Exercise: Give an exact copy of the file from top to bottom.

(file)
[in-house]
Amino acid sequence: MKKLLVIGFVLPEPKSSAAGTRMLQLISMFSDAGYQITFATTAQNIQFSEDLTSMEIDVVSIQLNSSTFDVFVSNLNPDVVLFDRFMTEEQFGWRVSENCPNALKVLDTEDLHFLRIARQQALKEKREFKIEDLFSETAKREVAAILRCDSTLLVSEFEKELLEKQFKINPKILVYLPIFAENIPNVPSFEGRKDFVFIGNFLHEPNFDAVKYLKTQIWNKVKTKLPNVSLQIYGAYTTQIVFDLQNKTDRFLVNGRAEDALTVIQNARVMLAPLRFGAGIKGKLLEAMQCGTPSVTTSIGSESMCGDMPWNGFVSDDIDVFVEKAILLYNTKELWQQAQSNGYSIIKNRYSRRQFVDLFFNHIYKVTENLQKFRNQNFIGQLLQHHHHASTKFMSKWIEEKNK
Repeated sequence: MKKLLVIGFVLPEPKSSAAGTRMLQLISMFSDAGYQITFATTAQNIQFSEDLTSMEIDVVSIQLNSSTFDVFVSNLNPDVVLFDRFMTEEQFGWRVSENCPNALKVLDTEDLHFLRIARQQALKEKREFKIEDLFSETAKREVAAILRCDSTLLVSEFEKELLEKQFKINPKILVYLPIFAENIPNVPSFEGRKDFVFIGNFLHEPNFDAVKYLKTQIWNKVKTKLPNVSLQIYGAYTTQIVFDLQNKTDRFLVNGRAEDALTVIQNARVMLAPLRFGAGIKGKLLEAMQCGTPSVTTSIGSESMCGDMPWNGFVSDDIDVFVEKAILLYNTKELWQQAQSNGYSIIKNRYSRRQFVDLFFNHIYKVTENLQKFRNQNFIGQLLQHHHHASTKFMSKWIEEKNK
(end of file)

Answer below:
[in-house]
Amino acid sequence: MKKLLVIGFVLPEPKSSAAGTRMLQLISMFSDAGYQITFATTAQNIQFSEDLTSMEIDVVSIQLNSSTFDVFVSNLNPDVVLFDRFMTEEQFGWRVSENCPNALKVLDTEDLHFLRIARQQALKEKREFKIEDLFSETAKREVAAILRCDSTLLVSEFEKELLEKQFKINPKILVYLPIFAENIPNVPSFEGRKDFVFIGNFLHEPNFDAVKYLKTQIWNKVKTKLPNVSLQIYGAYTTQIVFDLQNKTDRFLVNGRAEDALTVIQNARVMLAPLRFGAGIKGKLLEAMQCGTPSVTTSIGSESMCGDMPWNGFVSDDIDVFVEKAILLYNTKELWQQAQSNGYSIIKNRYSRRQFVDLFFNHIYKVTENLQKFRNQNFIGQLLQHHHHASTKFMSKWIEEKNK
Repeated sequence: MKKLLVIGFVLPEPKSSAAGTRMLQLISMFSDAGYQITFATTAQNIQFSEDLTSMEIDVVSIQLNSSTFDVFVSNLNPDVVLFDRFMTEEQFGWRVSENCPNALKVLDTEDLHFLRIARQQALKEKREFKIEDLFSETAKREVAAILRCDSTLLVSEFEKELLEKQFKINPKILVYLPIFAENIPNVPSFEGRKDFVFIGNFLHEPNFDAVKYLKTQIWNKVKTKLPNVSLQIYGAYTTQIVFDLQNKTDRFLVNGRAEDALTVIQNARVMLAPLRFGAGIKGKLLEAMQCGTPSVTTSIGSESMCGDMPWNGFVSDDIDVFVEKAILLYNTKELWQQAQSNGYSIIKNRYSRRQFVDLFFNHIYKVTENLQKFRNQNFIGQLLQHHHHASTKFMSKWIEEKNK